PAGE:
Hall’s depiction of Ceyrun is particularly brilliant. The city feels real and concrete, with names for each street and district, and you get an immediate sense of the gap in power and wealth between the senior Sisters and the civilian populace. When El attends a fancy soiree in a privileged neighborhood, the scene is awash in silk dresses and elaborate décor and lavish, decadent party food. But the vibe on the street at Moon Tide, the most important holiday of the year, is all diversity and vitality (think IN THE HEIGHTS):

“Hundreds of people flooded the road, shopping, talking, watching entertainers tumble and sing and recite crude jokes, modelling for street artists, arguing about prices. Costumes, children, pork fat sizzling in frying pans, hand-embroidered scarves and shirts stained with wine, hawkers, shouting, the smell of spiced lamb, smoke from open fires, shrieks of laughter, and in every direction the festival spread and continued, more chaos and more abundance.”

I hate to say anything bad about STAR EATER, but I don’t think the explanations of Aytrium’s history and rituals arrive soon enough. There are worse things than being cryptic. Many fantasy writers front-load their stories with so much background that you give up before the plot even gets going. But I did find myself frustrated when, a couple of hundred pages in, I still didn’t know who the Star Eater was supposed to be or how the culture had developed such grotesque traditions. As a result, the last half is absolutely crammed with revelations and epiphanies, along with a cascade of action sequences (exciting!), as El and her friends contend with disease-plagued men and homicidal Reverends. The balance is off: Early on, there is too much vagueness. Later, there isn’t quite enough space for the story to breathe.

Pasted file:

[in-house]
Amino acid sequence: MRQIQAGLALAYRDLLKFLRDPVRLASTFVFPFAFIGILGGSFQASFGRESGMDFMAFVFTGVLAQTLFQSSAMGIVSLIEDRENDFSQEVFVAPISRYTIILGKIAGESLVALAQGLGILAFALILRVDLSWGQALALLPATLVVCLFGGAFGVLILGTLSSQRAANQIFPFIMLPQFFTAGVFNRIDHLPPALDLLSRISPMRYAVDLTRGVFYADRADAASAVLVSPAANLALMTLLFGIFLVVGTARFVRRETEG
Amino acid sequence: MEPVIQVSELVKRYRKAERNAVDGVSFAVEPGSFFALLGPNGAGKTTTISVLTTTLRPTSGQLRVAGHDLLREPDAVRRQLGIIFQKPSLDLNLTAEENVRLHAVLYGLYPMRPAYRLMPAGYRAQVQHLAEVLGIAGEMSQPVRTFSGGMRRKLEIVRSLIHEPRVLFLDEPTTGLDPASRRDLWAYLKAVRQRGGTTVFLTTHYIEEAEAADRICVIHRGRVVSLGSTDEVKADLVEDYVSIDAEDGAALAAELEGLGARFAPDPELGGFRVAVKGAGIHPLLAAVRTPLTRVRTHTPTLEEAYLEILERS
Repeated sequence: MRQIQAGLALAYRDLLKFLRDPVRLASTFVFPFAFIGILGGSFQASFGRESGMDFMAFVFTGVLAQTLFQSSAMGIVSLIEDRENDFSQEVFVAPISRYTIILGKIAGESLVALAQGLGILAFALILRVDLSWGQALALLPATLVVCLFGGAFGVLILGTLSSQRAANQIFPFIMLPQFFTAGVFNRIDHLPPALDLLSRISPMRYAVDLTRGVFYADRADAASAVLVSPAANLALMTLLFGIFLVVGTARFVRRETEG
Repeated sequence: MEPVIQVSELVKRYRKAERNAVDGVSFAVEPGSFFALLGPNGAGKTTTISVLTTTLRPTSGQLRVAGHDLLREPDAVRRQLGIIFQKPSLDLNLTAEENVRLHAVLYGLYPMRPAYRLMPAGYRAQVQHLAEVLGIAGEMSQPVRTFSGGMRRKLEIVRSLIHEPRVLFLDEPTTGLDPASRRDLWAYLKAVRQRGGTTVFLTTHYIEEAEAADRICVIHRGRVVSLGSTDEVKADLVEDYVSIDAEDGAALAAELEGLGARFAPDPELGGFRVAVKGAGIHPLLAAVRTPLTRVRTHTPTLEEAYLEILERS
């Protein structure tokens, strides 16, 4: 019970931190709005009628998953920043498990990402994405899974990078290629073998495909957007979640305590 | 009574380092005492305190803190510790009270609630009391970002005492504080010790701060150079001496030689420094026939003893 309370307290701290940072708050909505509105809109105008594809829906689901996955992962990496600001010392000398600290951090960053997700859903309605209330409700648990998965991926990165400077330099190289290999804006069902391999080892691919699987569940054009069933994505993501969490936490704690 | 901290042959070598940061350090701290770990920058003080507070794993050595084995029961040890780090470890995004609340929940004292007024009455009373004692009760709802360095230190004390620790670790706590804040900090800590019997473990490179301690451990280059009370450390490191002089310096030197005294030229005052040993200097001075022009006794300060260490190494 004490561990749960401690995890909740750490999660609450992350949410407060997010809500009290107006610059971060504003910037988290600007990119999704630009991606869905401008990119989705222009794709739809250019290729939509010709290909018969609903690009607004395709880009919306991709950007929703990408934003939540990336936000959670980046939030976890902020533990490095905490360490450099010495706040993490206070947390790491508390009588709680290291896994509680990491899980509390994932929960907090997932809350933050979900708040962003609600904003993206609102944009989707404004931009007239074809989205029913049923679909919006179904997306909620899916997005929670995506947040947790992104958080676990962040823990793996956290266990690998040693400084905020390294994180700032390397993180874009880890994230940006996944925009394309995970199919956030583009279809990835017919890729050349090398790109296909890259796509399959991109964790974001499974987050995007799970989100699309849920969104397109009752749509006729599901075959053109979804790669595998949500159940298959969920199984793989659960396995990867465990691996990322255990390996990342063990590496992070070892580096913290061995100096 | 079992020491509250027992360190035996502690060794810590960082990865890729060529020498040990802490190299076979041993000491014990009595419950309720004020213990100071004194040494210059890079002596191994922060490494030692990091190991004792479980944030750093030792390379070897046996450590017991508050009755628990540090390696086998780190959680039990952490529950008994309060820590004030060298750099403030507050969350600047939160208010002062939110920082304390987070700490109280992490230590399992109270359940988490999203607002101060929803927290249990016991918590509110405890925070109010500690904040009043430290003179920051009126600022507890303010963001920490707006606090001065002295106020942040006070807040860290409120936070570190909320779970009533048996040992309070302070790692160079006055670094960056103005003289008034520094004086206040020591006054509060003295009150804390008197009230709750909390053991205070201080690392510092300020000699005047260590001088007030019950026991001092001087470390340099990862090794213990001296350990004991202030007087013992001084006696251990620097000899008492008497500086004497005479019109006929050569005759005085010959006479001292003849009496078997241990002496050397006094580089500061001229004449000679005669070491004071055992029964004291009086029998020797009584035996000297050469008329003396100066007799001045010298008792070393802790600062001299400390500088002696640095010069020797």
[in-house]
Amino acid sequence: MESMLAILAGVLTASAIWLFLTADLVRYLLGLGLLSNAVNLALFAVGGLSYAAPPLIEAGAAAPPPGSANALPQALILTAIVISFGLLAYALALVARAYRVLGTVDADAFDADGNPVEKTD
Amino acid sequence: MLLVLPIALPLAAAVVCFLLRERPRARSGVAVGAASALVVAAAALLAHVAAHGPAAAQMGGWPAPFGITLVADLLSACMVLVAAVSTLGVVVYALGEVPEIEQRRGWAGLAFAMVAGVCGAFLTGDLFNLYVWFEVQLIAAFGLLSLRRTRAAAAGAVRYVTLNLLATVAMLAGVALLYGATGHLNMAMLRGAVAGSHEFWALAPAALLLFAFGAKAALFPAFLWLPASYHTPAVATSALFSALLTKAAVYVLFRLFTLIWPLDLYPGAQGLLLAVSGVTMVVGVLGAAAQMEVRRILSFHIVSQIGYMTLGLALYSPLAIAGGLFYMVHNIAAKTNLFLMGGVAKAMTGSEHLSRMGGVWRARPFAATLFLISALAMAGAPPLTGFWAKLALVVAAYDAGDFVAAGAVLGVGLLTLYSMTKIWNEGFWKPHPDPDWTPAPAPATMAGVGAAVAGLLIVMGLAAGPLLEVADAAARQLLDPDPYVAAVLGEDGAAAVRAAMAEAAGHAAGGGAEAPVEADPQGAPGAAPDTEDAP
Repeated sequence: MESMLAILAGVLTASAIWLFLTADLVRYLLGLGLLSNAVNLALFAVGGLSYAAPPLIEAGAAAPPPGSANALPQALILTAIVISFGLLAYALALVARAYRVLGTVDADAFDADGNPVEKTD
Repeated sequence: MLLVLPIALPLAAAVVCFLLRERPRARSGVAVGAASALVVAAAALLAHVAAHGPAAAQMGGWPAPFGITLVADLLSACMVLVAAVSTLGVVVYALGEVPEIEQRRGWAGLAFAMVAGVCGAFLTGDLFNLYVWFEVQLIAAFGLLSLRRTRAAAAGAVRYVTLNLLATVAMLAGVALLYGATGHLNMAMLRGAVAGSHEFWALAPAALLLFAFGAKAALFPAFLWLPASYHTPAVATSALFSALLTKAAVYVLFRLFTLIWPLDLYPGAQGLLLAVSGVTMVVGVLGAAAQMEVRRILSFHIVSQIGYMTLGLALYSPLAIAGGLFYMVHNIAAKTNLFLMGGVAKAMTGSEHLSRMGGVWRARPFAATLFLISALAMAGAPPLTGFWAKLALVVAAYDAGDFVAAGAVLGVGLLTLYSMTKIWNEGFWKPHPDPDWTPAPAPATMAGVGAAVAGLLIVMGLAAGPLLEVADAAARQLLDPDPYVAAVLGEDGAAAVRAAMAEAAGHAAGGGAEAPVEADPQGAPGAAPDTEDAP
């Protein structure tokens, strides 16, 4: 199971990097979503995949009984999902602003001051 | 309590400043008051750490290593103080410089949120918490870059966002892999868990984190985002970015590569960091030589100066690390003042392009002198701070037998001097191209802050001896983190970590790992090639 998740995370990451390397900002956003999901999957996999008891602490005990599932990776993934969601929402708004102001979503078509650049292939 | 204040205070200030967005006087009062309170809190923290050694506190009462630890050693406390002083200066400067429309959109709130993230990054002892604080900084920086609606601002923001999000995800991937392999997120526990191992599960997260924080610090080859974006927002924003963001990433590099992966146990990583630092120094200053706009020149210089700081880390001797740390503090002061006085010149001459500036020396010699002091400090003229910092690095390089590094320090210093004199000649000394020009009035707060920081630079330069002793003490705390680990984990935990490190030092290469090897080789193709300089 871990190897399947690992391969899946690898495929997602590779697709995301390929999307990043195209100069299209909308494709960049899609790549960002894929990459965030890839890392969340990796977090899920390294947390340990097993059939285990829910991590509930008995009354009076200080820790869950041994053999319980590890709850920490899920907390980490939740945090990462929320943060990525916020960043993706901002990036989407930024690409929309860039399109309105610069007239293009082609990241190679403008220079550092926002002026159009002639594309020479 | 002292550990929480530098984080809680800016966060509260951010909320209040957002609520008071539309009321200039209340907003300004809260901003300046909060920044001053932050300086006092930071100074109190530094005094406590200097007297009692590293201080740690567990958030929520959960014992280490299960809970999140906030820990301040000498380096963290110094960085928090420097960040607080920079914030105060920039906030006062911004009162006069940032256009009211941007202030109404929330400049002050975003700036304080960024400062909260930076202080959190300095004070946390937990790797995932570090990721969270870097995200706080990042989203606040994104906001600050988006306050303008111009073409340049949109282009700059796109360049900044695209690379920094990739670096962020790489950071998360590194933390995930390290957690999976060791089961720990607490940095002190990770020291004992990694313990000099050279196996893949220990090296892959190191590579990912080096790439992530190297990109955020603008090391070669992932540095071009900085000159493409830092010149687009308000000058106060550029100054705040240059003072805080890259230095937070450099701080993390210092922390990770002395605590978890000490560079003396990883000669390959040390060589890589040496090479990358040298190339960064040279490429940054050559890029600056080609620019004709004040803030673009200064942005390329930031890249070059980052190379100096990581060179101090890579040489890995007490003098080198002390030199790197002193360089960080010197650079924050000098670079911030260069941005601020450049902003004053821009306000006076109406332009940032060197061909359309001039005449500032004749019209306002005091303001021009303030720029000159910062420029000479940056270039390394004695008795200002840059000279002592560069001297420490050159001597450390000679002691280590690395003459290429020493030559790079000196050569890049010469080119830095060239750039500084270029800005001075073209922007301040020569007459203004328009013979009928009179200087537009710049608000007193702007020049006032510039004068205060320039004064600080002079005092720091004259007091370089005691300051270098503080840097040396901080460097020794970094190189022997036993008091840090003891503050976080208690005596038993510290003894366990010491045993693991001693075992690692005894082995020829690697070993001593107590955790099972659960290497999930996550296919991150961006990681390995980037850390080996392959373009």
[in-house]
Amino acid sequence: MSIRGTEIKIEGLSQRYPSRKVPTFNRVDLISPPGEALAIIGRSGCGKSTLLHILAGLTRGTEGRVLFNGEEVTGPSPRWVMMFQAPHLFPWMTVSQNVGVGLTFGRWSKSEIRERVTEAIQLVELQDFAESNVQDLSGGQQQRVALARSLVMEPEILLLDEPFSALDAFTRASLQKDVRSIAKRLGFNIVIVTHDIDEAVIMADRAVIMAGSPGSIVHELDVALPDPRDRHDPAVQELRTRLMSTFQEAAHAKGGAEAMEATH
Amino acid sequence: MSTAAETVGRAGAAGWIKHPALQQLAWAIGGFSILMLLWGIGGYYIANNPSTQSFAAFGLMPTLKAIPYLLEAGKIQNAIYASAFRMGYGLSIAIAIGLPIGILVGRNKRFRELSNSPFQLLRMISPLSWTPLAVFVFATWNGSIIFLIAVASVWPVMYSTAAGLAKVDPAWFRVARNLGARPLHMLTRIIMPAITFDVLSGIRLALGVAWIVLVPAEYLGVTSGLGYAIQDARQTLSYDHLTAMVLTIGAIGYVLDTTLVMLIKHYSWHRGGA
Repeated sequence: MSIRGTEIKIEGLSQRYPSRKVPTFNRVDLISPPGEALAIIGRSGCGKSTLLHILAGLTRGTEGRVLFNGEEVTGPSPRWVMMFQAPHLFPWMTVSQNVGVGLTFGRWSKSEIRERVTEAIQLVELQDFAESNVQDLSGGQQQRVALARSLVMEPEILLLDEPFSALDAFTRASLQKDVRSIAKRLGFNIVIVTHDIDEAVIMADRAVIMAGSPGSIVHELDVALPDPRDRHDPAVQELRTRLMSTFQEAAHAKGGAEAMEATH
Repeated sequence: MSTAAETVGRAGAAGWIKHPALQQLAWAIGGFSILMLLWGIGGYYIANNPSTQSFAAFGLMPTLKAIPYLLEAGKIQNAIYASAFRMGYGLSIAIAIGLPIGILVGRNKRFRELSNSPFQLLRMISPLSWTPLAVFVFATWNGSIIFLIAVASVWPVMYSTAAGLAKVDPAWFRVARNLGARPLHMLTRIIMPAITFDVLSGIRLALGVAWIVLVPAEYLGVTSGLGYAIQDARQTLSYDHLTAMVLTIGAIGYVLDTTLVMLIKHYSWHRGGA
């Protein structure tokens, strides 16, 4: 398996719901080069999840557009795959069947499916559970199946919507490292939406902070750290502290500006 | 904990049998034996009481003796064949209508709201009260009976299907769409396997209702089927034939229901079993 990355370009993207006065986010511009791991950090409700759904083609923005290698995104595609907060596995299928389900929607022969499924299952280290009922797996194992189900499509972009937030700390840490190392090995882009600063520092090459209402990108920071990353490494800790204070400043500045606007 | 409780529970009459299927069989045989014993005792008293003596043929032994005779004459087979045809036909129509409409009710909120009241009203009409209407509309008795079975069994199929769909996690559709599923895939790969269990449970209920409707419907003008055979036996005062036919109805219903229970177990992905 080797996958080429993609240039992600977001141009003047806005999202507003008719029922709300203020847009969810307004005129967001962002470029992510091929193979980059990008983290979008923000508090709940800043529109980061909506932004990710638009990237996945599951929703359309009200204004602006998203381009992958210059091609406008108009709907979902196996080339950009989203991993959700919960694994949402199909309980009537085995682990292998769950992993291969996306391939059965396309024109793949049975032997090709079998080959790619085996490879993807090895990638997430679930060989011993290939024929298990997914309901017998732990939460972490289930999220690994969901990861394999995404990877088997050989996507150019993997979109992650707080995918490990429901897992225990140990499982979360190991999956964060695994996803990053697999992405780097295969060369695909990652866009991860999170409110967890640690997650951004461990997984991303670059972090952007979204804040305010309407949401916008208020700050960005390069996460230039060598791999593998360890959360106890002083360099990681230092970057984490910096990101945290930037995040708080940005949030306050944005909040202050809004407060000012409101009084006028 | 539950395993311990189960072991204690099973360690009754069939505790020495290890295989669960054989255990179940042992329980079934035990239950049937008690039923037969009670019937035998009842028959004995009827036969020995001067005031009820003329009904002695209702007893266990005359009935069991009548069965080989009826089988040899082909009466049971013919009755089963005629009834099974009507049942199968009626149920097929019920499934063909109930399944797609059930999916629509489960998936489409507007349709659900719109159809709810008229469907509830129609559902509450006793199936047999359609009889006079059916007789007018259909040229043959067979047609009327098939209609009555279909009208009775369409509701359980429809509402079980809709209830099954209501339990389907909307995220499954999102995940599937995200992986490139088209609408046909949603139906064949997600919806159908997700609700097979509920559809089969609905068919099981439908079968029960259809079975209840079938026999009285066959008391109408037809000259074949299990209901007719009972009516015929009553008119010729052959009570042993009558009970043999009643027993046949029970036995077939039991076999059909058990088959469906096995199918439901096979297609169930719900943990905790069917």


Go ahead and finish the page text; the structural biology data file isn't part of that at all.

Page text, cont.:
Still, I loved the book, and the ending --- Elfreda goes off on an unspecified “expedition” --- suggests that a sequel may be in the works. Hall is an authentic new talent. Wherever her imagination takes her, I’ll be glad to follow.

Reviewed by Katherine B. Weissman on June 26, 2021

Star Eater
by Kerstin Hall

  • Publication Date: October 4, 2022
  • Genres: Fantasy, Fiction
  • Paperback: 448 pages
  • Publisher: Tordotcom
  • ISBN-10: 1250625335
  • ISBN-13: 9781250625335